On Wednesday, the House Financial Services Committee held a hearing entitled “Preparing for the Storm: Reauthorization of the National Flood Insurance Program.” The goal of the hearing was to discuss the state of the National Flood Insurance Program (NFIP), including affordability challenges and reforms since the NFIP’s inception in 1968.
According to the hearing, in 2018, FEMA found significant affordability challenges for lower-income homeowners, as many that are least able to afford higher premiums tend to live in the highest flood hazard areas. FEMA found that “the combination of higher premiums and lower incomes in the SFHA creates affordability pressure on households.”
Witnesses, in addition to committee members, included Maria Cox Lamm, South Carolina Department of Natural Resources, Christopher Heidrick, Heidrick & Company Insurance and Risk Management Services, LLC, Velma Smith, Senior Officer, The Pew Charitable Trusts, Mabél Guzmán, Broker, @properties, on behalf of the National Association of Realtors, Collin O’Mara, President and CEO, National Wildlife Federation, and Raymond J. Lehmann, Director of Finance, Insurance and Trade Policy, Street Institute.
Mabél Guzmán, speaking on behalf of the National Association of Realtors, noted that many homeowners are underinsured, and coastal areas are not the only areas at risk of flooding.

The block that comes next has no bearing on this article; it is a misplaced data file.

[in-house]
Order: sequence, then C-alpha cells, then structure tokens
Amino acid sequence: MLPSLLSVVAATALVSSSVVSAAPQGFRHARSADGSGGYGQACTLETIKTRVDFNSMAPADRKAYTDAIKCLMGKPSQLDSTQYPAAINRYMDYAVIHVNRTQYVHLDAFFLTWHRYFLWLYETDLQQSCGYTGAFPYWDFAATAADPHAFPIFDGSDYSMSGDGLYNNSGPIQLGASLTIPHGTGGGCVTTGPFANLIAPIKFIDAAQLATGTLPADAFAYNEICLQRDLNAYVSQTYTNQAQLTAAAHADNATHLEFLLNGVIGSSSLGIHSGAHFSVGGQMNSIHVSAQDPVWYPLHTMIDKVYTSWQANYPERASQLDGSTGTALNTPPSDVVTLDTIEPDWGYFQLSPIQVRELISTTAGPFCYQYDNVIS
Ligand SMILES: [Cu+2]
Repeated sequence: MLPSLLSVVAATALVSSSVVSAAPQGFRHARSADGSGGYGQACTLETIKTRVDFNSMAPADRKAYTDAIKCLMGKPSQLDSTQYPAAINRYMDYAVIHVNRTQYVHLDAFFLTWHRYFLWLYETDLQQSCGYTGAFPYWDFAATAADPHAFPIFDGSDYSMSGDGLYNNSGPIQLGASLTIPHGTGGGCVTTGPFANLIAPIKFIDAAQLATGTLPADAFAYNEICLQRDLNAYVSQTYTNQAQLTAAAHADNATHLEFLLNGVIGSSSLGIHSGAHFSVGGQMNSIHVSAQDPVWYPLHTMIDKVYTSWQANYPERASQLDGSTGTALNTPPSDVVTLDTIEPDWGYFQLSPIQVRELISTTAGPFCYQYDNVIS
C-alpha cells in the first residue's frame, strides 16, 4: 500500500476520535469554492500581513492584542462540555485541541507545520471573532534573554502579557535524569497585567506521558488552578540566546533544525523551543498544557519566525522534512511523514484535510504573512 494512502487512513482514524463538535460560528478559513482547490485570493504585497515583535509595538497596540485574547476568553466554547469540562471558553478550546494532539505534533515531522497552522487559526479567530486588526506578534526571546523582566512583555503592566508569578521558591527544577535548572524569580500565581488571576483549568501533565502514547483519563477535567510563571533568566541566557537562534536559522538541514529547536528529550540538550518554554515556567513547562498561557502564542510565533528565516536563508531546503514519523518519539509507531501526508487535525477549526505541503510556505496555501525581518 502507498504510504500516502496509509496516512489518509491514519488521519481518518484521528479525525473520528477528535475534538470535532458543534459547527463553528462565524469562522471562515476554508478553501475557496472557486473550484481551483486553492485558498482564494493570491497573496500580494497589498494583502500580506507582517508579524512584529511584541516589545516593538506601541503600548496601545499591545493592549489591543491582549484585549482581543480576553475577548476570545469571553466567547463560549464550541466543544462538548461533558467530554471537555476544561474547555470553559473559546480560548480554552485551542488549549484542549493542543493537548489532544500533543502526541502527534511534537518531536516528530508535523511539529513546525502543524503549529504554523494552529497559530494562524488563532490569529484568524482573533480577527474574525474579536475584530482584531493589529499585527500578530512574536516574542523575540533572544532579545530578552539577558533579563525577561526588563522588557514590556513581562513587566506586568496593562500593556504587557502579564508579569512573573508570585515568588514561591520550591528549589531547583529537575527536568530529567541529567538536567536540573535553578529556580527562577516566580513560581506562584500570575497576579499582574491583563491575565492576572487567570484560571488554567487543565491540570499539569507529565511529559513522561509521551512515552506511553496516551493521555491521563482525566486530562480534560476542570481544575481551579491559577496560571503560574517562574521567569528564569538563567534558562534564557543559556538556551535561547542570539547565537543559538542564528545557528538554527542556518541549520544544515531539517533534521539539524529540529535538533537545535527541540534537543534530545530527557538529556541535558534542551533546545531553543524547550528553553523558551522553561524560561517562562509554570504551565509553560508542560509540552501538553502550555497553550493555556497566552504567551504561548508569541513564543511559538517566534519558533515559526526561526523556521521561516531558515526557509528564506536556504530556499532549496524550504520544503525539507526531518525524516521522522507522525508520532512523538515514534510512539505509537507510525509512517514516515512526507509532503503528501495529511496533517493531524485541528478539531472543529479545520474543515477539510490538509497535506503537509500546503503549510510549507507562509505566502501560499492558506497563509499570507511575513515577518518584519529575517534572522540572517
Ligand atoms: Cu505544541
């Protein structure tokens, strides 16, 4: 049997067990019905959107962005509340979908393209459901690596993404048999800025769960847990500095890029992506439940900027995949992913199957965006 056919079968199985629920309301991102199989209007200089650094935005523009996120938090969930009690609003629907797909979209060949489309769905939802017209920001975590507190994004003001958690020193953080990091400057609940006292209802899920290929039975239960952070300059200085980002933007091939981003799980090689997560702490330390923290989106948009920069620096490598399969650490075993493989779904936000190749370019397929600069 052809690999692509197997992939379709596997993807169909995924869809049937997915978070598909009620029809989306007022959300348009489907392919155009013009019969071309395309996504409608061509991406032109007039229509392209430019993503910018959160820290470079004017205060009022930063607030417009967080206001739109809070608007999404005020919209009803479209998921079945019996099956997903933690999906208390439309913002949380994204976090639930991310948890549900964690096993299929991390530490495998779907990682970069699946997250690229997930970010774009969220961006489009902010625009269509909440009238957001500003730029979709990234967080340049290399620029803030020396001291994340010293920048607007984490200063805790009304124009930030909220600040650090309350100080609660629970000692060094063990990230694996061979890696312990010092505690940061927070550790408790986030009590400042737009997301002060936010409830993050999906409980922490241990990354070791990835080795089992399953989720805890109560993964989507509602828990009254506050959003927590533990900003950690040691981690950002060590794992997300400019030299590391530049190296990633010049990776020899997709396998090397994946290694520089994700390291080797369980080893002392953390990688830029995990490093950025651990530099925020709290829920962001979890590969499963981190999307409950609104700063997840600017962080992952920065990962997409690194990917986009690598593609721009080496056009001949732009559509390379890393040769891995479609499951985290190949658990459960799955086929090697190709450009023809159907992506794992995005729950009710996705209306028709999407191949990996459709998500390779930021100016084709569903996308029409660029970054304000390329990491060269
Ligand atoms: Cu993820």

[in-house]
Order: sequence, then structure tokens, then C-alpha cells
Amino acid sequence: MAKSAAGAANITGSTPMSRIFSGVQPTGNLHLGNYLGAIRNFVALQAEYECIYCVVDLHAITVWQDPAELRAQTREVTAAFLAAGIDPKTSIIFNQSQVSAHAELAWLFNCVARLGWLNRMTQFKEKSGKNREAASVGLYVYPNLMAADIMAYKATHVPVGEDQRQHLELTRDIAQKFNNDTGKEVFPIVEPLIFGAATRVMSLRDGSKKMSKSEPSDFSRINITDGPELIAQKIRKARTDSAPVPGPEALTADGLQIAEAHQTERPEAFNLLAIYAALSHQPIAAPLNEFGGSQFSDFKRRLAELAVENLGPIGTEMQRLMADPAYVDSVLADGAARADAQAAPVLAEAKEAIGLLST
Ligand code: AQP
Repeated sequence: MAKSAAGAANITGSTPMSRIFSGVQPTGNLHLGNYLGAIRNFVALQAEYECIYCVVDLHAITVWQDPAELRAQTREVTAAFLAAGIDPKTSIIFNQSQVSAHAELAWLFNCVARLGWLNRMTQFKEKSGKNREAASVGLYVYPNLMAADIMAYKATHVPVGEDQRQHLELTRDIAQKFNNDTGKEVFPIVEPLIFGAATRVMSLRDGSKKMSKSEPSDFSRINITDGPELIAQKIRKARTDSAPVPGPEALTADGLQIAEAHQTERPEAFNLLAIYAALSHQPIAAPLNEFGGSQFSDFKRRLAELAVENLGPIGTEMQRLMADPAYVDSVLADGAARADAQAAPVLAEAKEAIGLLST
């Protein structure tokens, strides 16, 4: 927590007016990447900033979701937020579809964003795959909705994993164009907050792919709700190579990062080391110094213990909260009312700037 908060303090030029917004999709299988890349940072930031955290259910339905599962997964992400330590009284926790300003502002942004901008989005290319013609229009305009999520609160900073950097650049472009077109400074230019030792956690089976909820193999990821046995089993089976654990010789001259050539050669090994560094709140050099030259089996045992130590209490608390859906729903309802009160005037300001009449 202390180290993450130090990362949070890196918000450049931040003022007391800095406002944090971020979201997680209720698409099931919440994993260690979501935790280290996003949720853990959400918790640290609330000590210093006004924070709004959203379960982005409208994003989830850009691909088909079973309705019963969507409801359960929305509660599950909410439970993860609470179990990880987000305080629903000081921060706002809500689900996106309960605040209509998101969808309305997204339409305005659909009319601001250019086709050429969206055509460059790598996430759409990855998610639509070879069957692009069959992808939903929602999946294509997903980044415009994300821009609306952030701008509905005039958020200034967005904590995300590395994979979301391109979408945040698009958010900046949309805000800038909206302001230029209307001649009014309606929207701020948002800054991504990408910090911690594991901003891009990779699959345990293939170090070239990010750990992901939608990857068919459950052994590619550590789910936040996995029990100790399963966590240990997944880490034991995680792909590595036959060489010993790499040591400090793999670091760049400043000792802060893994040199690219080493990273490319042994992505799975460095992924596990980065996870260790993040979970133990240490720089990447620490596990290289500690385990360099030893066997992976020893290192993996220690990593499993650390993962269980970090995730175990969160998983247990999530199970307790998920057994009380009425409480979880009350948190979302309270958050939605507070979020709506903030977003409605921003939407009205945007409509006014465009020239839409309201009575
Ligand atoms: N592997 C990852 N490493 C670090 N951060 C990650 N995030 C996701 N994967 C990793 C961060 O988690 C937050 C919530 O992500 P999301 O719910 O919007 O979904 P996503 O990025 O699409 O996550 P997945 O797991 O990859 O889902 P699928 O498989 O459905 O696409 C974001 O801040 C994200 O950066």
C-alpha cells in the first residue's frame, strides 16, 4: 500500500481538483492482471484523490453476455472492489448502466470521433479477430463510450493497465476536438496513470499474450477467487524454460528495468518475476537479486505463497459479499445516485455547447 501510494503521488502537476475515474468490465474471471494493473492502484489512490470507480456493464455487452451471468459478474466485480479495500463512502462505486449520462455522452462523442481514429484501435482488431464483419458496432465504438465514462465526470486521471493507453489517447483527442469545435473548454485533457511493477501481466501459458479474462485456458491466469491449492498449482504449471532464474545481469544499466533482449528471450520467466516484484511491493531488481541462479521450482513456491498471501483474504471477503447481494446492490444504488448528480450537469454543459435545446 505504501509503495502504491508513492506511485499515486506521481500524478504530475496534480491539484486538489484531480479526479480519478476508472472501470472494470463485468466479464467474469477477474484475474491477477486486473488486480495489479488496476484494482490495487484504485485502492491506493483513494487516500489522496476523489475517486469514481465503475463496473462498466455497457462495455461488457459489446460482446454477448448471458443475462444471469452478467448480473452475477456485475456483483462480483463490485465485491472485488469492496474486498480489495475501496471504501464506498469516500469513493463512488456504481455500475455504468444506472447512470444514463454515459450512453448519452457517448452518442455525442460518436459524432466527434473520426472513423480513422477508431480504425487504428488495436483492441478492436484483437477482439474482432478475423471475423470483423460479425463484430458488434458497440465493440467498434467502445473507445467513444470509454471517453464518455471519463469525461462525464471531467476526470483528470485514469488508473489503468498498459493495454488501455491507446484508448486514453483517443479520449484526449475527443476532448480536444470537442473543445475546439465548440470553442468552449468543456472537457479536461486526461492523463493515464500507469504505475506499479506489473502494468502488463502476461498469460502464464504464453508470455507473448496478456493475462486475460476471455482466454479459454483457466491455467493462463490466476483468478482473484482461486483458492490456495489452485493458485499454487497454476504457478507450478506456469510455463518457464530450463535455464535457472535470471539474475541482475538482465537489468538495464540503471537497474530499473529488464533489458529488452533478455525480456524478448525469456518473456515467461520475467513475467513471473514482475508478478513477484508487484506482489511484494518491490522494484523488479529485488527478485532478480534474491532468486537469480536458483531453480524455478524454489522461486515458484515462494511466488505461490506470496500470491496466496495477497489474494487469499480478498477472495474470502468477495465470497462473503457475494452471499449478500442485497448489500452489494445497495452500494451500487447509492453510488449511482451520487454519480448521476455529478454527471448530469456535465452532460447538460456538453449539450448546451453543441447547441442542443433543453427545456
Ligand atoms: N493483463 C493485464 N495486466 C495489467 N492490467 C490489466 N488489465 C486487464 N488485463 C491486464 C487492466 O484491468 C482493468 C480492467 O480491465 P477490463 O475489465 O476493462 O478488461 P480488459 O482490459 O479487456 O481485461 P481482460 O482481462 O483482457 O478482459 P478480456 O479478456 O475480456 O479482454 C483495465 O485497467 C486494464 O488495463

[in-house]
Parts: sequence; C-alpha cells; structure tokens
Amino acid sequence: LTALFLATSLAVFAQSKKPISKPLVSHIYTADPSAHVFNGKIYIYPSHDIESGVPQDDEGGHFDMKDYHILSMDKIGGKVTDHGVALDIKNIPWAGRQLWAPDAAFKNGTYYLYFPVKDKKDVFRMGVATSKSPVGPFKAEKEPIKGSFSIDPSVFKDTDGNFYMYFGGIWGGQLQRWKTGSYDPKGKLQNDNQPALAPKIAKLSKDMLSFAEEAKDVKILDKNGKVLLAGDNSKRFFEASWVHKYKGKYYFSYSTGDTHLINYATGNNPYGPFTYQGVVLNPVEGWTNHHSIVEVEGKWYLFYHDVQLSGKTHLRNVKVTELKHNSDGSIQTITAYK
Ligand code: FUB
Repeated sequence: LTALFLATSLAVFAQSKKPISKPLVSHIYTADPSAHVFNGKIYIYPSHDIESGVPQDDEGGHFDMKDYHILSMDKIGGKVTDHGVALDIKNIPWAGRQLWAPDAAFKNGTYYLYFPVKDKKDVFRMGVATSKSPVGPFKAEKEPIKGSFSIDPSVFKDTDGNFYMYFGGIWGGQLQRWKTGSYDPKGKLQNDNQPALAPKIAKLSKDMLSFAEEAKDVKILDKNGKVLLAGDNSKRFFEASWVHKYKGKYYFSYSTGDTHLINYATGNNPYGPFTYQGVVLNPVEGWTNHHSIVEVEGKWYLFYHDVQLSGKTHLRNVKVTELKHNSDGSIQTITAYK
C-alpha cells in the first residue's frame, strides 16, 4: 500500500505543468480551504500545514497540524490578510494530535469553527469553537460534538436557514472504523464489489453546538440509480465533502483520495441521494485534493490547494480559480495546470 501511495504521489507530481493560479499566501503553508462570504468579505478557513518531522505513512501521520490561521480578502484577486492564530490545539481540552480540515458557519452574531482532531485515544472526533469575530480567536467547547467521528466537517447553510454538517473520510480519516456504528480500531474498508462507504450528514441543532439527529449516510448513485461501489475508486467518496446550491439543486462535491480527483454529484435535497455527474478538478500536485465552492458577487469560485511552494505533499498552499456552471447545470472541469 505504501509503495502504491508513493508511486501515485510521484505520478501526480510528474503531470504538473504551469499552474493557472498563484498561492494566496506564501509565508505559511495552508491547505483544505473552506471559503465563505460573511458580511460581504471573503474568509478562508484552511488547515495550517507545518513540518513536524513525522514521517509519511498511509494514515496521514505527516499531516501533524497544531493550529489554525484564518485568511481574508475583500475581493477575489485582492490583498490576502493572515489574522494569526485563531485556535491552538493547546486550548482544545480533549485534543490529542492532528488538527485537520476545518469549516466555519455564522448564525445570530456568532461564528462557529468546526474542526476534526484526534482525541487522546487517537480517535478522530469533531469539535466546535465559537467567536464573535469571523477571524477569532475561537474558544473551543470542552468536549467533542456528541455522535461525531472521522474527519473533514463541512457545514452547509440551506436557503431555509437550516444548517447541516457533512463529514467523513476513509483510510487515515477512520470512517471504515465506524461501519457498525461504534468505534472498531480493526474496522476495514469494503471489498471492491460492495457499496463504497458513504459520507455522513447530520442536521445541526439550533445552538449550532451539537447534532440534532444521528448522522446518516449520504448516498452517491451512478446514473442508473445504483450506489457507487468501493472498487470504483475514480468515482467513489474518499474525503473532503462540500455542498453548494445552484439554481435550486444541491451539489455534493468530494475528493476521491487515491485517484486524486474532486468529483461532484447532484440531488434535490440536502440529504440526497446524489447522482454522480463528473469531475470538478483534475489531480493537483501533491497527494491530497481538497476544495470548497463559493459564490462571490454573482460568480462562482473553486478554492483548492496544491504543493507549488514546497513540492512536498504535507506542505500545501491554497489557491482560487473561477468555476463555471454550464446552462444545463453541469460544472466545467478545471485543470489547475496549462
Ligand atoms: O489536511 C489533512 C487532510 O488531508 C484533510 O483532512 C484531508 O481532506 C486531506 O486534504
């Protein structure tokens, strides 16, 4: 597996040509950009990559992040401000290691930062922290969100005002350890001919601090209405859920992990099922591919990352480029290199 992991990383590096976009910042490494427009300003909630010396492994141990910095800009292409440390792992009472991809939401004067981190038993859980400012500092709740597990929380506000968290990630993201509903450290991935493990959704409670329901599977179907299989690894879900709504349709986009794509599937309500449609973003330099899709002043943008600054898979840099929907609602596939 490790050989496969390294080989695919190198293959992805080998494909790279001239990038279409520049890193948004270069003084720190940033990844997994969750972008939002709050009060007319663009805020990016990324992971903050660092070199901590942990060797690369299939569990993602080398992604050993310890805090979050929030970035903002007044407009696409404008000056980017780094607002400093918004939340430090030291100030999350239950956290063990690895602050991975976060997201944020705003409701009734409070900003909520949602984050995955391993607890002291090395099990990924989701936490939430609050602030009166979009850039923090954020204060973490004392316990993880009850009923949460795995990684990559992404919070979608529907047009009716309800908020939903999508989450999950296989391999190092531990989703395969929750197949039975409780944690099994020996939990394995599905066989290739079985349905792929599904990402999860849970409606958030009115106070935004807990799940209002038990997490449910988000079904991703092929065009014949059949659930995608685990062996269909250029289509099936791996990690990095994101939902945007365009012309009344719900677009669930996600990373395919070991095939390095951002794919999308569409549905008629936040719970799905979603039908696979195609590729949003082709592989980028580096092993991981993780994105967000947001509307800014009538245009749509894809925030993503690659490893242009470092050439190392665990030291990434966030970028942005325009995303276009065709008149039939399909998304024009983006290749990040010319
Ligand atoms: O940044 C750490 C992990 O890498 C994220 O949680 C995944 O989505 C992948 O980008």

“By every measure, floods are getting worse,” said Guzmán in her statement. She stated that many homeowners are unaware of the risk, and a restructuring of the NFIP may be necessary. Collin O’Mara confirms Guzmán’s statements, noting that the increasing number of natural disasters requires a different approach.
“Too frequently, we are responding to disasters after they occur, giving little thought and attention to proactively reducing risk and increasing the resilience of our nation’s vulnerable communities,” said O'Mara in his statement. “Responding after a disaster is necessary; however, without proper planning, resilience measures, and insurance, disasters are much more destructive, and rebuilding is more difficult.”
Find the complete hearing and written testimonies here.